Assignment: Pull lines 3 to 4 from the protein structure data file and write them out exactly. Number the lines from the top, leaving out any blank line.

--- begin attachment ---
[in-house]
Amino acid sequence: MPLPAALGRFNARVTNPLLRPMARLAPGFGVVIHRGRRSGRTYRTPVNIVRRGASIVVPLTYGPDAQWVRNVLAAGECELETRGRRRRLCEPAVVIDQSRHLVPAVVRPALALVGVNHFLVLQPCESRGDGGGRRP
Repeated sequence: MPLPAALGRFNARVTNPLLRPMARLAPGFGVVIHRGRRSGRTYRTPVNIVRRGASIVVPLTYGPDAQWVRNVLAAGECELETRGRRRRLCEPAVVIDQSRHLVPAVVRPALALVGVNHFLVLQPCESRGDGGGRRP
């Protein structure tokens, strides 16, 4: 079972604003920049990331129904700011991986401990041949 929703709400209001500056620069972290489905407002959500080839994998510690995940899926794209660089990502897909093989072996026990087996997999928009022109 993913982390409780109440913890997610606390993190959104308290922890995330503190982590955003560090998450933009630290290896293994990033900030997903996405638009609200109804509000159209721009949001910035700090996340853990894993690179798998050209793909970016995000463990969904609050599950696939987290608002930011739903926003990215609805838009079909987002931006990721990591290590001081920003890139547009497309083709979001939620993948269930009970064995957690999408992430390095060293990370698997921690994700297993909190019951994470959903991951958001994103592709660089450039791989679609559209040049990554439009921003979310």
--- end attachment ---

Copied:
Repeated sequence: MPLPAALGRFNARVTNPLLRPMARLAPGFGVVIHRGRRSGRTYRTPVNIVRRGASIVVPLTYGPDAQWVRNVLAAGECELETRGRRRRLCEPAVVIDQSRHLVPAVVRPALALVGVNHFLVLQPCESRGDGGGRRP
């Protein structure tokens, strides 16, 4: 079972604003920049990331129904700011991986401990041949 929703709400209001500056620069972290489905407002959500080839994998510690995940899926794209660089990502897909093989072996026990087996997999928009022109 993913982390409780109440913890997610606390993190959104308290922890995330503190982590955003560090998450933009630290290896293994990033900030997903996405638009609200109804509000159209721009949001910035700090996340853990894993690179798998050209793909970016995000463990969904609050599950696939987290608002930011739903926003990215609805838009079909987002931006990721990591290590001081920003890139547009497309083709979001939620993948269930009970064995957690999408992430390095060293990370698997921690994700297993909190019951994470959903991951958001994103592709660089450039791989679609559209040049990554439009921003979310």